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In a page one story this morning, The Wall Street Journal reports that the US Department of Agriculture (USDA) is prohibiting the private testing of beef for bovine spongiform encephalopathy (BSE), better known as mad cow disease - despite the fact that USDA does only limited testing on its own.

USDA's concern is that if private laboratories start testing beef for mad cow disease, which conceivably would allow companies to market their products as "safe," it would confuse consumers. The USDA also reportedly is concerned that private labs might identify "false positives," creating needless panic.

However, according to the WSJ, consumers are clamoring for private testing.

"The USDA's qualms about allowing private testing reflects the agency's sometimes conflicting missions to promote the $27 billion cattle industry at the same time it is supposed to protect consumers from bad meat," the WSJ reports. "Indeed, the USDA is respecting the wishes of most big meatpackers, which want a tight lid on mad-cow testing. The USDA also has a vested interest in keeping testing out of the hands of private companies, since their work could challenge the Bush administration's position that mad cow isn't a problem in the US."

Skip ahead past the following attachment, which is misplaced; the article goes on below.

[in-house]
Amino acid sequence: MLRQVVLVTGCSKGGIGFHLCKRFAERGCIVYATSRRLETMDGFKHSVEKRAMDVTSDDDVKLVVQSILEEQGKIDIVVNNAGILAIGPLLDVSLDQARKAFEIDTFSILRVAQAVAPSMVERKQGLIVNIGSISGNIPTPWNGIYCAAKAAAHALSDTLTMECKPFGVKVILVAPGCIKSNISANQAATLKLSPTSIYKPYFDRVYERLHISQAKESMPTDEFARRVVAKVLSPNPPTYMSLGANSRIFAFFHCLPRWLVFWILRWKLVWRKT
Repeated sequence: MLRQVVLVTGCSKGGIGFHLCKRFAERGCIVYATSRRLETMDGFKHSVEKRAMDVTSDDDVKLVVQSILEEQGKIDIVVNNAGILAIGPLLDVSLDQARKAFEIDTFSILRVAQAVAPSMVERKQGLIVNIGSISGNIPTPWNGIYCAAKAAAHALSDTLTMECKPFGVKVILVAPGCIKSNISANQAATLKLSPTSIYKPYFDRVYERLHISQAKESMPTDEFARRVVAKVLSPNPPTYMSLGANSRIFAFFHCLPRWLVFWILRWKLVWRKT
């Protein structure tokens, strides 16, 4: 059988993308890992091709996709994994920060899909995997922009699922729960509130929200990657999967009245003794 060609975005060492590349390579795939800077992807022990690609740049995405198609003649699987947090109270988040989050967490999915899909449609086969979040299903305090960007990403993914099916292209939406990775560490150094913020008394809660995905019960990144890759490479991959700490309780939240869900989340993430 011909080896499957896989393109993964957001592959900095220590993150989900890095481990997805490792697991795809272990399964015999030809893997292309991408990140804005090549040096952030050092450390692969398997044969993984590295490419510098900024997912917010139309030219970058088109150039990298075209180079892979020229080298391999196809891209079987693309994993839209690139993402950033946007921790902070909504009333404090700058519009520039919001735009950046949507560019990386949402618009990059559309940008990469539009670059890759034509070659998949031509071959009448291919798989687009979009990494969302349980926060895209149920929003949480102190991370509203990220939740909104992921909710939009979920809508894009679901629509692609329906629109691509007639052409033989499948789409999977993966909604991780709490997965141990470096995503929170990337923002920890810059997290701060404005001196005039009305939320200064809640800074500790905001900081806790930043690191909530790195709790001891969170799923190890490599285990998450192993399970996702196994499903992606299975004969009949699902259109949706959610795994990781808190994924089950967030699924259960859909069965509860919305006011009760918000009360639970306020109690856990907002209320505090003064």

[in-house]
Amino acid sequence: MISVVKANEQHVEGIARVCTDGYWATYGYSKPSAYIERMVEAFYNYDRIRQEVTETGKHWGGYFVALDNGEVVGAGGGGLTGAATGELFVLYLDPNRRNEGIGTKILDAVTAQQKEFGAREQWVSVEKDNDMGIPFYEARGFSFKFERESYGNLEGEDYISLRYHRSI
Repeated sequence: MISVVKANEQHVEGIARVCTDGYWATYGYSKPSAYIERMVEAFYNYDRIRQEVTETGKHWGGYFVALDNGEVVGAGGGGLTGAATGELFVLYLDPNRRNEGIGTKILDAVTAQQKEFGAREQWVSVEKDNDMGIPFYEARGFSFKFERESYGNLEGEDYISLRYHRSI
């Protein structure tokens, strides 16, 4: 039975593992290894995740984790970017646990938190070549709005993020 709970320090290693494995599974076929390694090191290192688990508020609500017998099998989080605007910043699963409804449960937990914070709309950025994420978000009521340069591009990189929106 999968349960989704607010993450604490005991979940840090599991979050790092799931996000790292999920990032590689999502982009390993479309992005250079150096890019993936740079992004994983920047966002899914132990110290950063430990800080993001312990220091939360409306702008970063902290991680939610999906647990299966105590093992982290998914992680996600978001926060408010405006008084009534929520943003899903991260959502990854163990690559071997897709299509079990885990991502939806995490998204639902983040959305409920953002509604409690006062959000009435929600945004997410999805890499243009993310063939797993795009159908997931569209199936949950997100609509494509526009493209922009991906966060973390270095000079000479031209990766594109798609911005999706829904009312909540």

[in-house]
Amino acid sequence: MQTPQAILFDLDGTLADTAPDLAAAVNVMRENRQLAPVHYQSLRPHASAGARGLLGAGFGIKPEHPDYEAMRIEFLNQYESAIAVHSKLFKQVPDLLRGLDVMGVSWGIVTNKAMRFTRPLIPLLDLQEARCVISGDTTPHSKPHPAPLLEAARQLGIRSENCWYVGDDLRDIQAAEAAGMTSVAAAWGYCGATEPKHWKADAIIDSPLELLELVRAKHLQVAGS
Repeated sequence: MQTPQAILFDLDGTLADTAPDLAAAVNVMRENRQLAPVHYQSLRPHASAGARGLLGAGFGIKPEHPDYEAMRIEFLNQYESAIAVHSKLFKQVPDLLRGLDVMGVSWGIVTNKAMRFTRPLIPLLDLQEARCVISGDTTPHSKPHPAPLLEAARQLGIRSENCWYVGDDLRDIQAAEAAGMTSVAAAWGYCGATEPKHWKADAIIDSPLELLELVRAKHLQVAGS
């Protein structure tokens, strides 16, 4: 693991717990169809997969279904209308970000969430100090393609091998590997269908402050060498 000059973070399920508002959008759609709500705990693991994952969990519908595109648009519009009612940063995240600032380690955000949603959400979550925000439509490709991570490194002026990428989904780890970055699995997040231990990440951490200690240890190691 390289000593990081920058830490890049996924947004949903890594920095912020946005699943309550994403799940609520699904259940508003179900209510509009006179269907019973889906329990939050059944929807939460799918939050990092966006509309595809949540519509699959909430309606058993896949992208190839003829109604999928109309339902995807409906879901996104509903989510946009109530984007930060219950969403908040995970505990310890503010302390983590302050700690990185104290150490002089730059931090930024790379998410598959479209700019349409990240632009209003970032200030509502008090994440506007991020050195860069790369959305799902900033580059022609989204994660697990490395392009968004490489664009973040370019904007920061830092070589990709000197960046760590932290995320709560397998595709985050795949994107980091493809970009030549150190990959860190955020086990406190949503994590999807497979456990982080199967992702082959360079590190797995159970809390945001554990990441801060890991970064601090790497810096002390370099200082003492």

KC's View:
Note to the USDA - mad cow disease is a problem, in the US and elsewhere. Some if it is real, some of it is perceptual. But it is a problem that needs to be dealt with.

After all, you have a family out in the Pacific Northwest suing QFC for not being vigilant enough in getting mad cow-infected beef off the market. Y'think that's the only lawsuit that's going to get filed? Y'think this isn’t going to be a growing problem?

We think that retailers, who are on the front lines of this issue, ought to challenge the USDA's position. Do what's necessary to get private testing of your beef, publicize the results, and let the government challenge the effort. There is absolutely no downside in looking out for your customers.